SA Gilts: Higher yields on rand weakness as March interest rate cut expectations fade, political and policy uncertainty seen to rise

28 Feb 2018

Annabel Bishop

Chief Economist

  • After reaching a low of 7.90% this year (a low last seen in the first half of 2015) on rand strength following a perceived substantial reduction in political risk, the yield on the R186 has bounced back to 8.12%, with the rand now back above R11.80/USD (R11.84/USD, R14.45/EUR and R16.29/GBP). The FRAs (Forward Rate Agreements) do not factor in a March interest rate cut.
  • Specifically, South Africa is perceived to have seen a significant reduction in political risk since mid-December, culminating in a cabinet reshuffle shortly after Cyril Ramaphosa became president of South Africa, with Nhlanhla Nene and Pravin Gordhan (as Finance and Public Enterprises Ministers respectively) seen as the key appointments in the reshuffle. The domestic currency saw substantial appreciation, strengthening to R11.51/USD, R14.31/EUR and R16.08/GBP from R13.66/USD, R17.08/EUR and R19.09/GBP pre the ANC 2017 elective conference. 
  • However, the rand and SA bond yields backtracked this week, most notably against the US dollar on US dollar strength following perceived hawkish comments from new Fed Governor, Jerome Powell. Additionally, full erosion of private sector property rights (to land) without compensation became a likely future reality for SA this week as the motion in parliament of the EFF to change the constitution, was adopted by the ANC. 
  • The uncertainty as to whether expropriation without compensation will apply to all land, or only agricultural land, has increased policy uncertainty, amid a number of calls also for state custodianship of all types of private sector land. Until policy certainty is established, SA risks a slowdown in growth, to outright decline in property prices, lower agricultural planting and yields, and even reduced private sector capex and reduced hiring (particularly in the agricultural sector).   
  • SA’s expropriation bill submitted under the Zuma Presidency extended the proposal of expropriation without compensation of private sector property to all assets including buildings, financial assets (such as equities) and businesses. With the EFF gaining in popularity this week on its motion, the future political landscape of SA could see marked changes if growing expectations of expropriation without compensation continue escalating and are not met, particularly as many believe they will become the owners of the land, and not the state. Disappointment may be likely when many realise that the ownership of the land is still not theirs, while the state is set to increase its already large holdings of land in SA (through state custodianship).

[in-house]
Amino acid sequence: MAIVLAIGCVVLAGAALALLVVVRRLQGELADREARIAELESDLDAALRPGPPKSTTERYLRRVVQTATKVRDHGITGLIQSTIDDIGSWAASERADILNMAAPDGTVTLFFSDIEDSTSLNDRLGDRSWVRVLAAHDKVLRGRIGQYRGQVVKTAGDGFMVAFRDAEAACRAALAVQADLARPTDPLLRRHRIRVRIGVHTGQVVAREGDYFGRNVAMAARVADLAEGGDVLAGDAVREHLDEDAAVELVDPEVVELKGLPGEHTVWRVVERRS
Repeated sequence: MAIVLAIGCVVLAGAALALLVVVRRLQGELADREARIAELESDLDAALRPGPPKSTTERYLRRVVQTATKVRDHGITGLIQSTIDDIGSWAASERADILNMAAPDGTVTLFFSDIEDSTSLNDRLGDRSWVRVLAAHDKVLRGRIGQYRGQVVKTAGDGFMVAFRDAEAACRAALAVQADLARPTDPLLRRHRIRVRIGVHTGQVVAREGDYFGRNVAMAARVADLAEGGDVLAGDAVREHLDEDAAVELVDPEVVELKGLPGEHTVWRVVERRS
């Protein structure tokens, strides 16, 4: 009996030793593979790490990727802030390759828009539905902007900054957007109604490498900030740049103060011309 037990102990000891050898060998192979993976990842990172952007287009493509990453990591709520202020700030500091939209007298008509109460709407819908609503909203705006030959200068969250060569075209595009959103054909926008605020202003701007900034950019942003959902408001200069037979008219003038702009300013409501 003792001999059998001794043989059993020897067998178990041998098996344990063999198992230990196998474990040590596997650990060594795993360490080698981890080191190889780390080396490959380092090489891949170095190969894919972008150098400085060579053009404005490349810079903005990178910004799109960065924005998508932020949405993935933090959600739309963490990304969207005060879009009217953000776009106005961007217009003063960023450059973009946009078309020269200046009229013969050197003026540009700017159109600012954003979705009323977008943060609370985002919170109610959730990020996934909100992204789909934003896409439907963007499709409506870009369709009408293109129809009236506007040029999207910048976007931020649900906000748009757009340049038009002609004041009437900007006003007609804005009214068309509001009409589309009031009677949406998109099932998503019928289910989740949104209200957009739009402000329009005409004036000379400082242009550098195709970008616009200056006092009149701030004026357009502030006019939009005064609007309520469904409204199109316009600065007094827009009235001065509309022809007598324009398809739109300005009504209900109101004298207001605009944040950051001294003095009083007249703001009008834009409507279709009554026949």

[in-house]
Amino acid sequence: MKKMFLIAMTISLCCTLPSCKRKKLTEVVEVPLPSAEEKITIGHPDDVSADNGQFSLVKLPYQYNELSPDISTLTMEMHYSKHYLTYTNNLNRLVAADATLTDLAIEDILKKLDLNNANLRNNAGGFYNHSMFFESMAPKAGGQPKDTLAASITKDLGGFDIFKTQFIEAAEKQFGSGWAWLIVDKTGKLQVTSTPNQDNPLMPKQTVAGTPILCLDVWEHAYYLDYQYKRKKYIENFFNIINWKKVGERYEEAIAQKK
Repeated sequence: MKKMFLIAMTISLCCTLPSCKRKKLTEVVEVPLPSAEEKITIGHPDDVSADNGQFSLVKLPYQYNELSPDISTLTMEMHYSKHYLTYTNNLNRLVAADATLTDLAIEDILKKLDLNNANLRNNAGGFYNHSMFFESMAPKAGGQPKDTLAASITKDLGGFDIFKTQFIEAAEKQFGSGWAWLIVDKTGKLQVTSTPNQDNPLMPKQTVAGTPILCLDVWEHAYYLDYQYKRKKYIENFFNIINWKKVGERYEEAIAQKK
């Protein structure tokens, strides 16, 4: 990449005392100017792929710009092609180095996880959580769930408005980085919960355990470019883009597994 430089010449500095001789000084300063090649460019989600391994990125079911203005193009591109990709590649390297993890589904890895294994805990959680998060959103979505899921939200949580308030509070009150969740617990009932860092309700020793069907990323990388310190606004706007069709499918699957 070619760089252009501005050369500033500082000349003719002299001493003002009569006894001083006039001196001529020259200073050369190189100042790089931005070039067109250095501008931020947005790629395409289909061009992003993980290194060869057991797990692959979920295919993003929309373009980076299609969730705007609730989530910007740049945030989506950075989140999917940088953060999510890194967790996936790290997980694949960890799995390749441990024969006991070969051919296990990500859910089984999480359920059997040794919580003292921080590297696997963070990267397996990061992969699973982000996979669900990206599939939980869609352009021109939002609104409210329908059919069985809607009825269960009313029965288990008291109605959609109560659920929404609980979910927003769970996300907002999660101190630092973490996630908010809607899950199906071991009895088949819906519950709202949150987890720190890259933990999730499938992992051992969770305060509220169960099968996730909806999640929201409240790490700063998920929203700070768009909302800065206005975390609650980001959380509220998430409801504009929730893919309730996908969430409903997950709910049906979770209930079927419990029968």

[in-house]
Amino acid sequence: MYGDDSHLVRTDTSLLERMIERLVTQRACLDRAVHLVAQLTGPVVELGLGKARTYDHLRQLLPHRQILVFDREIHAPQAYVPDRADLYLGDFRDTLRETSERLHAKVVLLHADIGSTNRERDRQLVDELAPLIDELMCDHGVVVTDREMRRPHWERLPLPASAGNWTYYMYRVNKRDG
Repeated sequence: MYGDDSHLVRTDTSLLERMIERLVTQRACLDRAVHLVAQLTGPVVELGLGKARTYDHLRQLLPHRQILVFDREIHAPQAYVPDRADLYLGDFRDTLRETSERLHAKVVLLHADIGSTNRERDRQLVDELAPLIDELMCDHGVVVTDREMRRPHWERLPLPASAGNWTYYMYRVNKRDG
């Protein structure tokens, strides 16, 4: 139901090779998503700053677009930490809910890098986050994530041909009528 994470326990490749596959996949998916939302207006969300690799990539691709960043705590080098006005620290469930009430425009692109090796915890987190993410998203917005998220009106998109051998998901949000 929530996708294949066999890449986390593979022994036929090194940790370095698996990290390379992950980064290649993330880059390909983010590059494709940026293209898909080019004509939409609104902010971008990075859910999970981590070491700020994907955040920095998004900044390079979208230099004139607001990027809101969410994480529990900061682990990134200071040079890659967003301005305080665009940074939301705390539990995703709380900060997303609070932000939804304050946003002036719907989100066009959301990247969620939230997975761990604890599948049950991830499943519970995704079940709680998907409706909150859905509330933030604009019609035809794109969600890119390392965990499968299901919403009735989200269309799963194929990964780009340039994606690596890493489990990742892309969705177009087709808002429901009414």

• Substantially higher levels of business confidence, and so economic growth are expected this year and next, on the late 2017/early 2018 sharp reduction in political uncertainty as Cyril Ramaphosa became president (of the ANC and then of SA). However, these expectations would be unwound by a substantial rise in political and policy uncertainty.
  • The Budget has shown some fiscal consolidation, on expenditure and borrowing cuts and higher taxes, and does not necessarily argue for a Moody’s downgrade. However, on its own the fiscal consolidation in the Budget is not necessarily enough to fully counterbalance other key issues, such as significant financial concerns in SOEs and lack of a marked lift in GDP growth and incomes per capita, that concern the rating agencies. 
  • At best Moody’s may decide not to downgrade SA’s credit ratings to sub-investment grade by its cut-off date, 23rd March 2018, and instead review SA’s credit ratings again later this year or next to see if GDP growth has lifted and the SOEs financial concerns will be resolved. While this would provide rand and bond market relief, it is unlikely on its own to cause the rand to try to move through R11.50/USD towards R11.00/USD given the very recent market perceived rise in policy and political uncertainty.
  • This week foreigners sold R0.8bn in SA equities net of sales, with a net sell off of R1.4bn occurring yesterday. Higher US interest rates are expected by the market, resulting in USD strength, although longer-term the euro could strengthen further as higher interests for the euro zone are priced in by the markets on faster GDP growth expectations.